Introduction to Machine Learning


Introduction

Why Machine Learning? Why would you want to understand Machine Learning? How does it matter to your life? If you’re not a master of it, why do you at least need to understand the basics of Machine Learning? The answer to all these questions is very simple. It’s because Machine Learning on a day to day basis is becoming bigger and it is knowingly or unknowingly part of our life and so it is important to know what it is. We’ll try to answer all the basic questions related to machine learning in this and the following articles on Machine Learning and at least know what Machine learning is and what could be achieved with Machine Learning.

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Create API with ASP.NET Core (Day2): Creating API in ASP.NET Core


Introduction

This article of the series “Web API with ASP.NET Core” will focus on creating Web API with ASP.NET Core. In the last article of the series, we learned about ASP.NET Core basics and how to set up an empty solution and play with request pipeline and middleware. In this article, we’ll discuss less theory and try to create an API. We’ll make use of ASP.NET Core MVC Middleware to build the API. We’ll cover in details on how to return resources, data and how to talk to API via HTTP request in this article. We can use the same source code as we got at the completion of last article of the series.

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Create API with ASP.NET Core (Day 1): Getting Started and ASP.NET Core Request Pipeline


Introduction

This tutorial will focus on ASP.NET Core features, request pipeline, how to create an ASP.NET Core API and how to use an Entity Framework Core. We willl try to create an API with an ASP.NET Core and tries to establish the communication with the database to perform simple CRUD operations via an Entity Framework Core. The series will contain continuation articles to cover the topic in detail and we will end up having a functional Application.

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Learning C#: Custom Collection Classes in C#


Introduction

Being a .NET developer, we all are familiar with collections and generics. We know ArrayLists, Arrays, List and Dictionary etc. as collection classes through which we can iterate. This article will explain on how one can create their own custom collection class, which can be iterated through. The article follows step by step process to create a custom collection class to know what actually it takes to create a collection class. The purpose of the article is to learn the concept of collection classes through step by step practical implementations.

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Visual Studio Extensibility (Day 3): Visual Studio extension in Visual Studio Isolated Shell

In this article, I’ll explain how one can customize the basic VisualStudio Isolated shell application and add a custom extension to the shellapplication.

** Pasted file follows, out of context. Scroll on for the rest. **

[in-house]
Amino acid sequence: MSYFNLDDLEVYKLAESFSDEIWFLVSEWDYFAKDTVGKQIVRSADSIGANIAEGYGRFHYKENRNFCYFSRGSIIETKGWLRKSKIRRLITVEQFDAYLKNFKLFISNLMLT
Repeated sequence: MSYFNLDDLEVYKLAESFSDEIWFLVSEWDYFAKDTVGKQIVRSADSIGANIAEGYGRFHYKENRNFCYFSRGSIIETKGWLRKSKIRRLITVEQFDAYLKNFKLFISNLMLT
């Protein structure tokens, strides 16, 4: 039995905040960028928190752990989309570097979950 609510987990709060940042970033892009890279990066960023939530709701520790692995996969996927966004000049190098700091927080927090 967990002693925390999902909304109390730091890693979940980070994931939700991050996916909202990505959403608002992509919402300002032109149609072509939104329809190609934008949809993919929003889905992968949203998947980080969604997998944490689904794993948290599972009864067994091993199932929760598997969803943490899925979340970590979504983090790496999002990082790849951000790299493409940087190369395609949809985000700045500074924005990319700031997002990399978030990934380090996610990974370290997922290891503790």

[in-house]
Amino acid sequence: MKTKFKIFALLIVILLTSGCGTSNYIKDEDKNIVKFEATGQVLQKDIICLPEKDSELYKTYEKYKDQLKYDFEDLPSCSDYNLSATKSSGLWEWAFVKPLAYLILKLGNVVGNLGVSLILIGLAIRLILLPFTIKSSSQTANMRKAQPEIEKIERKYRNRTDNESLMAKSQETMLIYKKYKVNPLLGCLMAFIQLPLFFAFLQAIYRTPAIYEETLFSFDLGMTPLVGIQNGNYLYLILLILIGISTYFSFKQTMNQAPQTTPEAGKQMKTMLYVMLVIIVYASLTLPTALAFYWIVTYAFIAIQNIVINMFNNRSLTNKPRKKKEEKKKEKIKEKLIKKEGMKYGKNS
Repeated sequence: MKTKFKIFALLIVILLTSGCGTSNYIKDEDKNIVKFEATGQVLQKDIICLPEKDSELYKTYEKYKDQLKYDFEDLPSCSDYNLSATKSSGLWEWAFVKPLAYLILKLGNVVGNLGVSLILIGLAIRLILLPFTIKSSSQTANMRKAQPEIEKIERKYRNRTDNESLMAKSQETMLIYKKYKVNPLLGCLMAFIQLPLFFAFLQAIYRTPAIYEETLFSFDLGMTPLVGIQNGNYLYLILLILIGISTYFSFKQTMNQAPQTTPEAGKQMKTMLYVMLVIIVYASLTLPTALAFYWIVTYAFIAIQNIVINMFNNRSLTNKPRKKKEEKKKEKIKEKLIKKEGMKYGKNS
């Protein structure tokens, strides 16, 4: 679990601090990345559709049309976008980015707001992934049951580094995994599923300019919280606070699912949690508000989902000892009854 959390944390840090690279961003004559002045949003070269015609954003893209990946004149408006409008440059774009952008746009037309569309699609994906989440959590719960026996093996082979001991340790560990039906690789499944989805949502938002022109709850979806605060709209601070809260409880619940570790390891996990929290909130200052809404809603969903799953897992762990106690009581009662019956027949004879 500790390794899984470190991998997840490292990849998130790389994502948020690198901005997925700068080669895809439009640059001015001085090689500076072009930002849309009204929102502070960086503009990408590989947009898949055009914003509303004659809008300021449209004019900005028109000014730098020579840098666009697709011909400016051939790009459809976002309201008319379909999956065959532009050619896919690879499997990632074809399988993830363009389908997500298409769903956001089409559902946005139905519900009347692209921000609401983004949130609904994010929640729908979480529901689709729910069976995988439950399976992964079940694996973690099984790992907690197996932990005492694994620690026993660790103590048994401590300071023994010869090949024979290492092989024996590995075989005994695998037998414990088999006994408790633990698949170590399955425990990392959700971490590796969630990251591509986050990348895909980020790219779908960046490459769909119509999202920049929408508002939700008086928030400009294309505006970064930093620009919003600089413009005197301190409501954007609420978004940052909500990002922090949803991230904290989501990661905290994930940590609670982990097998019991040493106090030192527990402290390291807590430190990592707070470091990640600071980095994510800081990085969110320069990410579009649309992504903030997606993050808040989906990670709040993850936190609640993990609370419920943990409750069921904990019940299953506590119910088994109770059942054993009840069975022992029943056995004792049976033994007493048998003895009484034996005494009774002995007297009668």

Introduction

This article is in continuation of “Creating your first visual studio VSIX package” article of the series Visual Studio Extensibility. The first part focused on creating a Visual Studio Extension to locate a file or folder in Windows Explorer, the second part was more about deploying the Visual Studio extension to staging server via continuous integration. This article will illustrate how to add or embed the visual studio extension or visual studio package into a Visual Studio Isolated Shell application. Visual Studio provides the flexibility to create our own IDE or a Visual Studio kind of product altogether having custom extensions or some pre-defined functionalities of visual studio. Therefore one can get their custom Visual Studio as a product which could be sold in the market.

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Visual Studio Extensibility (Day 2): – Deploying The VSIX Package On Staging Server And Git Via Continuous Integration


Introduction

This article is the continuation of “Creating your first visual studio VSIX package” article of the series Visual Studio Extensibility. The first part focused on creating a Visual Studio extension to locate a file or folder in Windows Explorer. This article will illustrate how to make your Visual Studio extension deployment ready, i.e. how to deploy the extension to Staging Server via GIT and publish the extension on Visual Studio market place to make it available to the public.

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Visual Studio Extensibility (Day 1): Creating your first Visual Studio VSIX package

In this three article series of Visual Studio Extensibility we’ll learn how to create a new Visual Studio package, deploy that on staging server and GIT via continuous integration setup and at the end create a Visual Studio isolated Shell application with that embedded package. Although this is very rare topic and you could not find enough study material on this topic over the web that explains how to work with it step by step. MSDN contains good content but very generic, and to the point. In my article I’ll try to explain each and every small part step by step, so that one can learn while coding.


 

Introduction

Visual Studio Extensibility features are not new in .NET. It’s just that they are not very commonly used which to me is a surprise because Visual Studio extensibility features are so powerful they give a new definition to customization. Customization of your IDE, customization of the desired features that every developer would love to have and even customizations on the IDE that could eventually result in a whole new product altogether (for example, a custom Visual Studio with one’s own extensions and features).

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